In the Spring, fellow Oscar winner Gwyneth Paltrow stepped into the debate. In an interview with Harper’s Bazaar in April 2013, Gwyneth detailed her pursuit of various cosmetic treatments: "I'll try anything. Except I won't do Botox again, because I looked crazy. I looked like Joan Rivers!"
Not surprising, outspoken cosmetic devotee and comedienne Rivers responded: “She [Paltrow] should see what I look like without Botox. That’s really scary!” Rivers went on to more seriously point out: “I’ve always been open about what I do, because I want [women] to be able to get Botox and not look like a Shar Pei,” she said. “[Lying about having work done] is such a put down to women. It says to the average woman: ‘I’m beautifully naturally and you’re not.’” Full disclosure, the Shar Pei puppy is pictured on the right.
Gwyneth says she avoids Botox. Yet her face is as smooth... ..as Iron Man's mask.
Is Gwyneth being honest about her short-lived use of Botox? In 1998's "Shakespeare in Love," Paltrow showed her Oscar-winning ability to furrow her brow. Now, her 41-year-old fair-skinned face is REMARKABLY wrinkle-free. Her current lack of frown lines reminds us of a classic quote from the Bard himself, "The lady doth protest too much, methinks."
While it is problematic to use Rivers as a voice of cosmetic reason, given her arguable overuse of plastic surgery, she has a point. Whether Gwyneth has had the Botox monkey on her back for years is not the issue as how little movie stars honestly reveal their history of cosmetic treatments.
We are not suggesting that Kidman and Paltrow ban Botox from their brows or fillers from their faces. The widely used treatments have been shown to be safe over the long term. Conservative use of Botox can reduce wrinkles and yet still allow for facial expression. There is really nothing wrong with wanting to look your best, as long as the results don’t appear abnormal or plastic. Wrinkles don’t have to be the ultimate evil. Like a nuanced film performance, beauty management is a balancing act. We look forward to Nic’s and Gwyn’s success in continuing to walk the cosmetic high wire.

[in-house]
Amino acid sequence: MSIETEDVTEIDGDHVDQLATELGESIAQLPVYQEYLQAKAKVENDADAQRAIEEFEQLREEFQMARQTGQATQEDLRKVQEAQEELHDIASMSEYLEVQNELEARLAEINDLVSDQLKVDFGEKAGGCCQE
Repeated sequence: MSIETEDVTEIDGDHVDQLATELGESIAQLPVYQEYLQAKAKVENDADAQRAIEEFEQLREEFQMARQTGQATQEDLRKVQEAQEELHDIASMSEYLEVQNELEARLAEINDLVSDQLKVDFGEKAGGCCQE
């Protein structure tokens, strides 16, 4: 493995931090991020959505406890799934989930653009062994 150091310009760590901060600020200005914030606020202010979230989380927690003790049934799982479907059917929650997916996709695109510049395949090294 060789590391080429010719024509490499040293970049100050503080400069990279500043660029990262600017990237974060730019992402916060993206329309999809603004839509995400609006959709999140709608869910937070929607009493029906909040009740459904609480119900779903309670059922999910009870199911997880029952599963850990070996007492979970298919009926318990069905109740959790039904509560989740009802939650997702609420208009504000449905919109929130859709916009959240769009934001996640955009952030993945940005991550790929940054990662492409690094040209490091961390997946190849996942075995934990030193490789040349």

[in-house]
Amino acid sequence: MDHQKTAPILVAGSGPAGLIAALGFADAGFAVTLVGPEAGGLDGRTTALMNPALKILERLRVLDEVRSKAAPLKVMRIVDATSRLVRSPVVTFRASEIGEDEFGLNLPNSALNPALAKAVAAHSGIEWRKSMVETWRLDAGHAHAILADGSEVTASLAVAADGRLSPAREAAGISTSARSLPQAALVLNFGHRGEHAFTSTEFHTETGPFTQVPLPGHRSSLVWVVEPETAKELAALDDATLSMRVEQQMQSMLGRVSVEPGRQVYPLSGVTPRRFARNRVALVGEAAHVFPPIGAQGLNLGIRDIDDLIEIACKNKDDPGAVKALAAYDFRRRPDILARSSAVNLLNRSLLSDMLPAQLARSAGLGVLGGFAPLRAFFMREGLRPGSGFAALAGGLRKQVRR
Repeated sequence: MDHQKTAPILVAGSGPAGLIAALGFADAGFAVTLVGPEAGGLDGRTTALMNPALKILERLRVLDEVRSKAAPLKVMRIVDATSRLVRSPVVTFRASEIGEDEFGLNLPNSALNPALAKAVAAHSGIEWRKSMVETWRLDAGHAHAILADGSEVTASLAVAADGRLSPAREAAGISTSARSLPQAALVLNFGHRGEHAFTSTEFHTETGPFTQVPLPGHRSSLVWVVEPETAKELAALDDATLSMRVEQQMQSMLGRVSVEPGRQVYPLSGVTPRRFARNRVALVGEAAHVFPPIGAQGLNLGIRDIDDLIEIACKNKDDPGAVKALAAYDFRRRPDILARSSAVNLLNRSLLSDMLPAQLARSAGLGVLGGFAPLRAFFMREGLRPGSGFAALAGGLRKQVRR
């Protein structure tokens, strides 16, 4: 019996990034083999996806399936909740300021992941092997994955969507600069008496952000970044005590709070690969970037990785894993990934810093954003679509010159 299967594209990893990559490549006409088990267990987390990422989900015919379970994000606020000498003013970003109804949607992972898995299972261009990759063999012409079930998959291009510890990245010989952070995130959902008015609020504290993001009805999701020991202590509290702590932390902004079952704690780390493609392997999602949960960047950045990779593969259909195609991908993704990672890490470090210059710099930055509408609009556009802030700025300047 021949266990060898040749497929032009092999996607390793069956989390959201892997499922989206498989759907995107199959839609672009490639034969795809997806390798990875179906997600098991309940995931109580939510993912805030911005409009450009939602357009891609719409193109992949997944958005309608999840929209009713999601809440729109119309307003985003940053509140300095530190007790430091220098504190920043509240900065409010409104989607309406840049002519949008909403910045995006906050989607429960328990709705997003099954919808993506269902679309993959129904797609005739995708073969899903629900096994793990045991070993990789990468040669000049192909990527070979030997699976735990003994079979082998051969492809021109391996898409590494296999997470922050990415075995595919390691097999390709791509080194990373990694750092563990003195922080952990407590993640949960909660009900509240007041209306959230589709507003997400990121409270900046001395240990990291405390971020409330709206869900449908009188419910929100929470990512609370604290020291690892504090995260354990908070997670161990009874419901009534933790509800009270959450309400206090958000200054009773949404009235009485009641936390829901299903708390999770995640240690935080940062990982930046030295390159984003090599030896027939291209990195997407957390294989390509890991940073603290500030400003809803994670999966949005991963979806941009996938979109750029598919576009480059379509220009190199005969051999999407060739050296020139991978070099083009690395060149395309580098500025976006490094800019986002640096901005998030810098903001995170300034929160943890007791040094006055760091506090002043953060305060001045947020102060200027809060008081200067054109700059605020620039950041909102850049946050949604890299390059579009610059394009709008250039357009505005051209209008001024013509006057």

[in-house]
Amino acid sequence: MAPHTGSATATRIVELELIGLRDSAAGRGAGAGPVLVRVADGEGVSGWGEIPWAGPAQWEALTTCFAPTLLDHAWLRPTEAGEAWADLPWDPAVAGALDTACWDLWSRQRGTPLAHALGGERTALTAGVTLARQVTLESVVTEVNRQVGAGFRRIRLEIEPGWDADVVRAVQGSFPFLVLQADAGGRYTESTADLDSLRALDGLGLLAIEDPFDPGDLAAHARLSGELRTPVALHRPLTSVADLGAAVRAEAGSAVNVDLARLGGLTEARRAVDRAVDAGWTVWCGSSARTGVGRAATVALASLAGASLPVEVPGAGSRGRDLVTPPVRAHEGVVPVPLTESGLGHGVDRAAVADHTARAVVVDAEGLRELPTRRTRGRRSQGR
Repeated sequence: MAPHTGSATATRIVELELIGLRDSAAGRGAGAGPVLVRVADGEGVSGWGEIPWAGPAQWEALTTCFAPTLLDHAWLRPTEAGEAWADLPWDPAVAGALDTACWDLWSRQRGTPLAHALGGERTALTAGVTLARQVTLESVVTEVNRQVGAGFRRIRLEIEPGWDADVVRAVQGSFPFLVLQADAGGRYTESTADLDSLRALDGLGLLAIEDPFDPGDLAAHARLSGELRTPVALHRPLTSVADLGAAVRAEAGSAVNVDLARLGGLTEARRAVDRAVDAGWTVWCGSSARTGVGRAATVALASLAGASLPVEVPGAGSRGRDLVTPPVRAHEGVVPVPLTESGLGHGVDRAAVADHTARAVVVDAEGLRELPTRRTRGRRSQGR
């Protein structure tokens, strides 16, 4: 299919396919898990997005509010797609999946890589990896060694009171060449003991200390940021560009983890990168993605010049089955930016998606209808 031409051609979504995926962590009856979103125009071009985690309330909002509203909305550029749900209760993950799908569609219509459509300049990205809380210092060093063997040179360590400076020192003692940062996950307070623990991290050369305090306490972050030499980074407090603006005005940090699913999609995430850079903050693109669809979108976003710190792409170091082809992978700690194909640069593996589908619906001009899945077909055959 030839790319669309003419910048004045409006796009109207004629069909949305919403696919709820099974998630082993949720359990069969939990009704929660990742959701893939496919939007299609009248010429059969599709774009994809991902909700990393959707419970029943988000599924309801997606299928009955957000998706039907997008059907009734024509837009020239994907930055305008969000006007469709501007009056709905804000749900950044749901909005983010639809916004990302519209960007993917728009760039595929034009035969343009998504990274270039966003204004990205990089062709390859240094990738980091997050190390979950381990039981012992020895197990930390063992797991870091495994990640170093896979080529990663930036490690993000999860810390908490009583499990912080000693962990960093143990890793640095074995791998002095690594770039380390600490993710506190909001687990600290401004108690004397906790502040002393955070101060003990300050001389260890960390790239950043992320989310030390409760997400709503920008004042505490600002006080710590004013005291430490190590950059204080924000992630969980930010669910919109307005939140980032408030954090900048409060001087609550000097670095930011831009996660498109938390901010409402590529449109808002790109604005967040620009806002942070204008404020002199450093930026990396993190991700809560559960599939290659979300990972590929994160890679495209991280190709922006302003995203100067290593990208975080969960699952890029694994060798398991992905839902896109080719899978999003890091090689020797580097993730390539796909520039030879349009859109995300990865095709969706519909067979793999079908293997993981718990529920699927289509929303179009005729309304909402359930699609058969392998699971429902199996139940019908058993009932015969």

Runner up: Cosmetic Controversy of the Year: No one complains about lip fillers?

While Kidman and Paltrow dissed Botox, puffy lips can look just as unnatural on-screen. We applaud Jennifer Garner’s supporting role in “Dallas Buyer’s Club.” We just wish her lip filler wasn’t so distracting!
Skin Lesions that Induce Empathy - Jared Leto's KS in "Dallas Buyer's Club"
As an HIV positive transvestite in “Dallas Buyer’s Club,” actor Jared Leto is getting well-deserved Oscar buzz. The film is set in the late 1980’s, at the dawn of treatments for AIDs. Leto works with HIV infected cowboy/ entrepreneur Matthew McConaughey to rustle up and sell non-FDA approved treatments.
Leto lost significant weight and sheared his flowing locks to protray this spunky character. Leto and the film itself are already winners here at Skinema.com for depicting his Kaposi’s Sarcoma (KS) realistically and sympathetically. Usually, when makeup or CGI is used to create the appearance of abnormal skin, the effect is to illustrate evil. Think Freddie Krueger, Scarface or various Bond villains. Leto’s character is not portrayed as evil, rather as a flawed but feisty faux femme. He and McConaughay navigate an antagonistic bureaucratic system, fighting not just for their survival, but for others with the disease.
Kaposi’s Sarcoma is a form of blood vessel cancer. It can be deep red or purple, as seen here. We now know that it is the result of infection with the human herpes virus 8 (HHV-8), which is separate from the viruses that cause AIDs (HIV) and lip and genital herpes (HSV). While many may harbor HHV-8, healthy immune systems keep the virus suppressed. Infection with HIV damages the immune response, allowing bruise-like lesions to develop on the skin and internal organs. Now with treatments for HIV, it is possible to put KS into remission. Because of this, KS is much less common since treatment for HIV has become available.